Active Blobs:

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Active Blobs employ a new region-based approach to nonrigid motion tracking. Shape is defined in terms of a deformable triangular mesh that captures object shape plus a color texture map that captures object appearance. Photometric variations are also modeled. Nonrigid shape registration and motion tracking are achieved by posing the problem as an energy-based, robust minimization procedure. The approach provides robustness to occlusions, wrinkles, shadows, and specular highlights. The formulation is tailored to take advantage of texture mapping hardware available in many workstations, PC's, and game consoles. This enables nonrigid tracking at speeds approaching video rate.

The following is a brief overview of the active blobs approach. Readers are referred to the technical report. for a detailed description of the approach.

input image triangle mesh texture mapped model
Figure 1: Model construction using a color image. From left to right: a.) input image with region of interest overlaid, b.) resulting triangle mesh, c.) texture mapped model.

The construction of an example active blob model is shown above. The input to blob construction is an example image plus segmentation information --- provided as a binary support region or as a contour that encloses the shape. The input can also include interior feature points to be used as nodes in the triangular mesh. In this example, the user circled the object of interest.

A 2D active blob model is then constructed using a modified Delaunay triangular meshing algorithm. To deform the model, we deform this mesh. Nonrigid deformation of the mesh can be specified in terms of parametric functions; e.g., affine deformations, eight parameter projective deformations, application-specific deformations [Black95], finite element modal deformations [Pentland91,Sclaroff95], or principal deformations derived from a statistical analysis over a training set of shapes [Cootes92,Martin94,Nastar95].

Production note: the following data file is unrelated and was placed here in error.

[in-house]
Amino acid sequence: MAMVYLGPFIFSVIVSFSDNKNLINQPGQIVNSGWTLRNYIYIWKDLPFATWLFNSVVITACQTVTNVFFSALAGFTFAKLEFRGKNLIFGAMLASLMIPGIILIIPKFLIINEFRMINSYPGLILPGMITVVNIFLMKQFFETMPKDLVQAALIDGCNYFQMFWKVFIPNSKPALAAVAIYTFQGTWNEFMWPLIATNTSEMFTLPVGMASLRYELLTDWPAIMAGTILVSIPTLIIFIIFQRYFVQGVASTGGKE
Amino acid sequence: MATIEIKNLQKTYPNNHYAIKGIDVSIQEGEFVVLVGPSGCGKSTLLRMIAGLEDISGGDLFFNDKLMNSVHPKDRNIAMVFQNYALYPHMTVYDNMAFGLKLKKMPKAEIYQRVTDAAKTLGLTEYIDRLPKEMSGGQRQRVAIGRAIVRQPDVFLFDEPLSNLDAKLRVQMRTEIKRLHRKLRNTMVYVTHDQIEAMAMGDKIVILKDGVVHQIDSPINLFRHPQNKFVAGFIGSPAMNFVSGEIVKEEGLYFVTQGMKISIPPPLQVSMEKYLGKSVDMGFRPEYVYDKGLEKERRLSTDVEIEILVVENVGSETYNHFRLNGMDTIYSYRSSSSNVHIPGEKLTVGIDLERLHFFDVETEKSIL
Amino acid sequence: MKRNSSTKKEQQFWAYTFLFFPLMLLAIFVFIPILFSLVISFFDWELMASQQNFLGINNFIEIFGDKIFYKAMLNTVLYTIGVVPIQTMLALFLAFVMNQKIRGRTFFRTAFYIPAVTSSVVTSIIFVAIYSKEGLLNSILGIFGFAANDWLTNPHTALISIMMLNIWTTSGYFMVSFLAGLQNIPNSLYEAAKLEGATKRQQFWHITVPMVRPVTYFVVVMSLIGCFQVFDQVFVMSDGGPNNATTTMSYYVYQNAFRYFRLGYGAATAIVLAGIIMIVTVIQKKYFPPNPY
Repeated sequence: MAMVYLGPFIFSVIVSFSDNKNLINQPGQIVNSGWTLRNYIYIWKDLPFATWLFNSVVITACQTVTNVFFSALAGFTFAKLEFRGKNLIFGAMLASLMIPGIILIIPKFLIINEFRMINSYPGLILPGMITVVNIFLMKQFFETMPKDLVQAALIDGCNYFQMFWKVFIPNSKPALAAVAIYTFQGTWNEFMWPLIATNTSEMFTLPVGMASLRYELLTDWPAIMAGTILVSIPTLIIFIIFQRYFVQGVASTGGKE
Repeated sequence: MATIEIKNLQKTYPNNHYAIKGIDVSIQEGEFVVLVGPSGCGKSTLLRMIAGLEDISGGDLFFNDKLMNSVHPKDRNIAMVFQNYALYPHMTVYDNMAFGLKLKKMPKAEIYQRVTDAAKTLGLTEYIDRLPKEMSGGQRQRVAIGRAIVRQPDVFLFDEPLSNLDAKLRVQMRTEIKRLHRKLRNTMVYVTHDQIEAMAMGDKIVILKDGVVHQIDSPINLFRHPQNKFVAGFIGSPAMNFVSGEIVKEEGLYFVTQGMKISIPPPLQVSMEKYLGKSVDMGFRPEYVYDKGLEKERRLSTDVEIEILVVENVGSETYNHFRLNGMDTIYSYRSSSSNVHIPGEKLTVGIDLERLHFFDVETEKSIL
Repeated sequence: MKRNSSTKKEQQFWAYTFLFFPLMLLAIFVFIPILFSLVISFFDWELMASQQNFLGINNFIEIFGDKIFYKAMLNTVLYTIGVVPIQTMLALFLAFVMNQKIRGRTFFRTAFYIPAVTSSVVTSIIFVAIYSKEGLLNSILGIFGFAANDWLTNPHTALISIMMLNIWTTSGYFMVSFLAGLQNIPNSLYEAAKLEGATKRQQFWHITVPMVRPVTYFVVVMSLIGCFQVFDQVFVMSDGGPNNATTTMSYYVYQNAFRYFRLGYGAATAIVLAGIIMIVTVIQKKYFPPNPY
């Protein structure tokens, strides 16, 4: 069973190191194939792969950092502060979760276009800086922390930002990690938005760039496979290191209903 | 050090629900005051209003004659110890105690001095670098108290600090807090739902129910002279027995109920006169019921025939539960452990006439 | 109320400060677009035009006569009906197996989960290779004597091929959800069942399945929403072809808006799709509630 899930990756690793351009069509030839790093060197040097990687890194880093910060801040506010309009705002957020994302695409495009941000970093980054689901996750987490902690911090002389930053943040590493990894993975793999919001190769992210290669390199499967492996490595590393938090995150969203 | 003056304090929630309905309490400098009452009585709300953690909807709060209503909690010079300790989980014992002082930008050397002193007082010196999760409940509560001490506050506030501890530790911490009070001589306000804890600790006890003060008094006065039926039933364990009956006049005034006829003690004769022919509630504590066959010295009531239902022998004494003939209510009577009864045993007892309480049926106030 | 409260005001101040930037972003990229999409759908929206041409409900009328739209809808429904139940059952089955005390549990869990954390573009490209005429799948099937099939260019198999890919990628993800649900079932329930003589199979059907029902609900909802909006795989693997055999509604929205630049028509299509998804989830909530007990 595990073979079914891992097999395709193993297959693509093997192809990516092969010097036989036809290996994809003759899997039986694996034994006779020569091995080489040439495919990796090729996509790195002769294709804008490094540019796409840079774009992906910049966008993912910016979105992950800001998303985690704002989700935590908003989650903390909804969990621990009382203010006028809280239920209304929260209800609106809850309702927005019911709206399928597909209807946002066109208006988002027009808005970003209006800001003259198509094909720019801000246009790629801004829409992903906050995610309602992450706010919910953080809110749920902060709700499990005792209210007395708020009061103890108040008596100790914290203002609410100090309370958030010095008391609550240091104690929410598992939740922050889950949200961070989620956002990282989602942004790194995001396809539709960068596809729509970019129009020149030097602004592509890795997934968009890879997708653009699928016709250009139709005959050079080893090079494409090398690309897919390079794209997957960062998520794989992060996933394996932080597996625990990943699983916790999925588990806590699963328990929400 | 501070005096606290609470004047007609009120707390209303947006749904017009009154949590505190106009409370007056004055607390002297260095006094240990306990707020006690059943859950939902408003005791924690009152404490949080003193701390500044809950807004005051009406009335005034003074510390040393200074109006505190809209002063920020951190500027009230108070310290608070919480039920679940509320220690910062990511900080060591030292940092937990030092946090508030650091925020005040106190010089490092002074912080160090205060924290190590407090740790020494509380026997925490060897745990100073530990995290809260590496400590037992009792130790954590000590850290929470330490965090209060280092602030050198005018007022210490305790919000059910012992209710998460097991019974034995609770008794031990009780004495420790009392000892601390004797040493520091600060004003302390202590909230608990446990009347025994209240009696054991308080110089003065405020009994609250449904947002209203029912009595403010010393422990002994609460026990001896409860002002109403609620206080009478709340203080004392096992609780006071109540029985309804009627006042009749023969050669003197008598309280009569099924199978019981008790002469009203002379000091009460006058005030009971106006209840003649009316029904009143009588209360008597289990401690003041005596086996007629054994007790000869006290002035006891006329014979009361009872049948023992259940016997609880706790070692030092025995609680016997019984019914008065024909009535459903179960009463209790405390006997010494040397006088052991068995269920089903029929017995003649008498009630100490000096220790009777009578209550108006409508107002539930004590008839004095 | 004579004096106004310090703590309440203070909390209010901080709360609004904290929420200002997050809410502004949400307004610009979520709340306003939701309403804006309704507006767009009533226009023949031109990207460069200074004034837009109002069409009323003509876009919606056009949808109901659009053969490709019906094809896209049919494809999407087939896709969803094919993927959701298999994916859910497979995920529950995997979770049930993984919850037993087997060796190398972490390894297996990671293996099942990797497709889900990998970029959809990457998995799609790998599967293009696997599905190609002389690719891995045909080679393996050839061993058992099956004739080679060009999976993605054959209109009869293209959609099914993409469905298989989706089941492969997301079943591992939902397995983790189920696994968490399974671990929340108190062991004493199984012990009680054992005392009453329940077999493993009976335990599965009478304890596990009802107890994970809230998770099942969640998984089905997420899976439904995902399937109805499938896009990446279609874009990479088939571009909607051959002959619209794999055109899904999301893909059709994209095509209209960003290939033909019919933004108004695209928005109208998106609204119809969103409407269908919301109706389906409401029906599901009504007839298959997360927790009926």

The blob's appearance is then captured as a color texture map and applied directly to the triangulated model. A blob warp is defined as a deformation of the mesh and then a bilinear resampling of the texture mapped triangles. By defining image warping in this way, it is possible to harness hardware accelerated triangle texture mapping capabilities becoming prevalent in mid-end workstations, PC's, and computer game consoles ({e.g.}, Nintendo 64).

Tracking is then posed as the problem of active blob registration. The registration procedure minimizes a function that accounts for both the priors on shape (the deformation parameters) and the priors on appearance (the color texture map). Through the use of a robust error norm, registration can be made robust to specular highlights, shadows, some photometric variations, and small occlusions. Furthermore, the use of color imagery enables tracking in situations where grayscale tracking might be less robust. For details of the active blobs tracking formulation, readers are referred to the technical report.

input input input input
track track track track
Figure 2: Nonrigid tracking with an active blob. This figure shows every fifteenth frame in a tracking sequence. For visualization purposes, an outline of the active blob is shown overlaid on the input images in the top row. The resulting active blob tracking is shown below each input image.

An example of nonrigid tracking with an active blob is shown in Figure 2 above. The user defined a rectangular region of interest. A finite element modal parameterization was then employed for tracking. As can be seen, the blob model tracks the bag of candy quite well, despite nonrigid deformation, wrinkles, shadows, and specular highlights.

Click here to see more tracking examples.


  1. T. Cootes, D. Cooper, C. Taylor, and J. Graham. "Trainable method of parametric shape description." In Image and Vision Comp., 10(5):289--294, 1992.

  2. J. Martin, A. Pentland, S. Sclaroff, and R. Kikinis. "Characterization of Neuropathological Shape Deformations," In IEEE Trans. Pattern Analysis and Machine Intelligence, (to appear).

  3. M. Black and Y. Yacoob. "Tracking and recognizing rigid and non-rigid facial motions using local parametric models of image motion." In Proc. ICCV 95.

  4. C. Nastar and A. Pentland. "Matching and recognition using deofmrable intensity surfaces." In Proc. IEEE Symposium on Computer Vision, 1995.

  5. A. Pentland and S. Sclaroff. "Closed-form solutions for physically-based shape modeling and recognition." In IEEE Trans. Pattern Analysis and Machine Intelligence, 13(7):715--729, 1991.

  6. S. Sclaroff and A. Pentland. "Modal Matching for Correspondence and Recognition." In IEEE Trans. Pattern Analysis and Machine Intelligence, 17(6):545--561, 1995.

  7. S. Sclaroff and J. Isidoro. "Active Blobs". In Proc. ICCV 98, January 1998 (to appear).

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© 1997 Image and Video Computing Group - Boston University
Last Modified: Oct 27, 1997